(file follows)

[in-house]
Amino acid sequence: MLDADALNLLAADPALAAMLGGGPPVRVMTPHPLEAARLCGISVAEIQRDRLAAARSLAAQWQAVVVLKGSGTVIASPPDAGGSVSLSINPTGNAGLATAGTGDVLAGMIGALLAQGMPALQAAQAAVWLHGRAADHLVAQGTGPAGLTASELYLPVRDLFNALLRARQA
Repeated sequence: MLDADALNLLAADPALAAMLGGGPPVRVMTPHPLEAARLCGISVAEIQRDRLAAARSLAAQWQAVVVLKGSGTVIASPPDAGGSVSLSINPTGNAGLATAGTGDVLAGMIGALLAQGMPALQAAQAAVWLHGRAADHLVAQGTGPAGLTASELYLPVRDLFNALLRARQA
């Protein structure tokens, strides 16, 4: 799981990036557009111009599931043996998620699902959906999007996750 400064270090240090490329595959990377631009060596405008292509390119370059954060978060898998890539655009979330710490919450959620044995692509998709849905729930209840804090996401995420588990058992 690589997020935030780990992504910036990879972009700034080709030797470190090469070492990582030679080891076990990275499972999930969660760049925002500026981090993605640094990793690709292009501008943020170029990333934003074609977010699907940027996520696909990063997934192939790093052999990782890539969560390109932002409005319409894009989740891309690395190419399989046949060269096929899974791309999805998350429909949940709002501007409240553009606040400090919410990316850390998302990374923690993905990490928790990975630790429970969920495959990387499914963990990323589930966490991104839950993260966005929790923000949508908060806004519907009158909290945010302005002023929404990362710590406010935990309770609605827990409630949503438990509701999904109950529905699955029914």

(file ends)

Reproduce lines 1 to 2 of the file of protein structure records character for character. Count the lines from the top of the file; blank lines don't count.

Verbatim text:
[in-house]
Amino acid sequence: MLDADALNLLAADPALAAMLGGGPPVRVMTPHPLEAARLCGISVAEIQRDRLAAARSLAAQWQAVVVLKGSGTVIASPPDAGGSVSLSINPTGNAGLATAGTGDVLAGMIGALLAQGMPALQAAQAAVWLHGRAADHLVAQGTGPAGLTASELYLPVRDLFNALLRARQA